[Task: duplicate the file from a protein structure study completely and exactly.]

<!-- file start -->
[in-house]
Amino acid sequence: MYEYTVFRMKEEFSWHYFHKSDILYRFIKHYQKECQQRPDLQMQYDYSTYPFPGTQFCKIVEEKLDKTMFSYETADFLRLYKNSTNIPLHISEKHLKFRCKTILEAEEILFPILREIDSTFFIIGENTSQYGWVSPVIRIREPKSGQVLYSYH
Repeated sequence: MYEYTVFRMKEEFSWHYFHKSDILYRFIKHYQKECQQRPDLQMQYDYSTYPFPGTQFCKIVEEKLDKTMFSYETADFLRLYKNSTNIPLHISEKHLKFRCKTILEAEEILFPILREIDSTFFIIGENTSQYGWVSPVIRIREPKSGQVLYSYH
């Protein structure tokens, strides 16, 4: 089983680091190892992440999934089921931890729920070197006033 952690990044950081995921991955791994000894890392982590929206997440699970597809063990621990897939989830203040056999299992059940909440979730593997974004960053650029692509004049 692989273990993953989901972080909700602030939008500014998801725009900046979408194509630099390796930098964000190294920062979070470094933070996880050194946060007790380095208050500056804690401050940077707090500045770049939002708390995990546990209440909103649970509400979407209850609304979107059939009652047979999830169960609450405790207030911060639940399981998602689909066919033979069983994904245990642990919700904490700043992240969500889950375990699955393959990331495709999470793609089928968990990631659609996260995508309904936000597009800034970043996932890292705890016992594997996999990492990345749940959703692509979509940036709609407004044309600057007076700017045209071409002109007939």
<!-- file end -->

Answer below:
[in-house]
Amino acid sequence: MYEYTVFRMKEEFSWHYFHKSDILYRFIKHYQKECQQRPDLQMQYDYSTYPFPGTQFCKIVEEKLDKTMFSYETADFLRLYKNSTNIPLHISEKHLKFRCKTILEAEEILFPILREIDSTFFIIGENTSQYGWVSPVIRIREPKSGQVLYSYH
Repeated sequence: MYEYTVFRMKEEFSWHYFHKSDILYRFIKHYQKECQQRPDLQMQYDYSTYPFPGTQFCKIVEEKLDKTMFSYETADFLRLYKNSTNIPLHISEKHLKFRCKTILEAEEILFPILREIDSTFFIIGENTSQYGWVSPVIRIREPKSGQVLYSYH
């Protein structure tokens, strides 16, 4: 089983680091190892992440999934089921931890729920070197006033 952690990044950081995921991955791994000894890392982590929206997440699970597809063990621990897939989830203040056999299992059940909440979730593997974004960053650029692509004049 692989273990993953989901972080909700602030939008500014998801725009900046979408194509630099390796930098964000190294920062979070470094933070996880050194946060007790380095208050500056804690401050940077707090500045770049939002708390995990546990209440909103649970509400979407209850609304979107059939009652047979999830169960609450405790207030911060639940399981998602689909066919033979069983994904245990642990919700904490700043992240969500889950375990699955393959990331495709999470793609089928968990990631659609996260995508309904936000597009800034970043996932890292705890016992594997996999990492990345749940959703692509979509940036709609407004044309600057007076700017045209071409002109007939």